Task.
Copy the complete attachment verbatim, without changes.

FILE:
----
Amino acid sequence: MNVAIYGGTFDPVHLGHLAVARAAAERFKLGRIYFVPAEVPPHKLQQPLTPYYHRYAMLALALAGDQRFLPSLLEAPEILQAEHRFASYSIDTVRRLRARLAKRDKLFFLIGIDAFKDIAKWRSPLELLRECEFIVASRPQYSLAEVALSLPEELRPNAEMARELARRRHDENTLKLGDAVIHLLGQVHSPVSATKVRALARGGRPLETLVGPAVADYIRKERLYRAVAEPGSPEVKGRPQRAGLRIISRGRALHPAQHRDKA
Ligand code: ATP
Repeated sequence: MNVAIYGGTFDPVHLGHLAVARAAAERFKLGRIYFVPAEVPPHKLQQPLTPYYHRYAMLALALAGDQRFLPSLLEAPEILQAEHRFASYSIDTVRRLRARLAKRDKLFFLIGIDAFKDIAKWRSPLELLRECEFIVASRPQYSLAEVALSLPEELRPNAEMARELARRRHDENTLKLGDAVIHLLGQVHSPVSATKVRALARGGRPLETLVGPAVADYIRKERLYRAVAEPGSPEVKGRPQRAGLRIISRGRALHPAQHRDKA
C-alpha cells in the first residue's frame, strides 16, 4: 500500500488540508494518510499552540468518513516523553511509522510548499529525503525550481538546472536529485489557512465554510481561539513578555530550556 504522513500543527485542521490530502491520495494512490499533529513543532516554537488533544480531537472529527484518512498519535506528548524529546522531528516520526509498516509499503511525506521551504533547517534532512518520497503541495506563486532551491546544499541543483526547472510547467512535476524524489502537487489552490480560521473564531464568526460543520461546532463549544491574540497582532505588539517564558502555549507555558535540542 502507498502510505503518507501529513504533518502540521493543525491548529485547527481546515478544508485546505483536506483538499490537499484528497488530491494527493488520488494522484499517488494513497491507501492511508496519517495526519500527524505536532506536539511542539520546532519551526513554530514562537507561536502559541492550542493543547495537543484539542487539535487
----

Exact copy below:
Amino acid sequence: MNVAIYGGTFDPVHLGHLAVARAAAERFKLGRIYFVPAEVPPHKLQQPLTPYYHRYAMLALALAGDQRFLPSLLEAPEILQAEHRFASYSIDTVRRLRARLAKRDKLFFLIGIDAFKDIAKWRSPLELLRECEFIVASRPQYSLAEVALSLPEELRPNAEMARELARRRHDENTLKLGDAVIHLLGQVHSPVSATKVRALARGGRPLETLVGPAVADYIRKERLYRAVAEPGSPEVKGRPQRAGLRIISRGRALHPAQHRDKA
Ligand code: ATP
Repeated sequence: MNVAIYGGTFDPVHLGHLAVARAAAERFKLGRIYFVPAEVPPHKLQQPLTPYYHRYAMLALALAGDQRFLPSLLEAPEILQAEHRFASYSIDTVRRLRARLAKRDKLFFLIGIDAFKDIAKWRSPLELLRECEFIVASRPQYSLAEVALSLPEELRPNAEMARELARRRHDENTLKLGDAVIHLLGQVHSPVSATKVRALARGGRPLETLVGPAVADYIRKERLYRAVAEPGSPEVKGRPQRAGLRIISRGRALHPAQHRDKA
C-alpha cells in the first residue's frame, strides 16, 4: 500500500488540508494518510499552540468518513516523553511509522510548499529525503525550481538546472536529485489557512465554510481561539513578555530550556 504522513500543527485542521490530502491520495494512490499533529513543532516554537488533544480531537472529527484518512498519535506528548524529546522531528516520526509498516509499503511525506521551504533547517534532512518520497503541495506563486532551491546544499541543483526547472510547467512535476524524489502537487489552490480560521473564531464568526460543520461546532463549544491574540497582532505588539517564558502555549507555558535540542 502507498502510505503518507501529513504533518502540521493543525491548529485547527481546515478544508485546505483536506483538499490537499484528497488530491494527493488520488494522484499517488494513497491507501492511508496519517495526519500527524505536532506536539511542539520546532519551526513554530514562537507561536502559541492550542493543547495537543484539542487539535487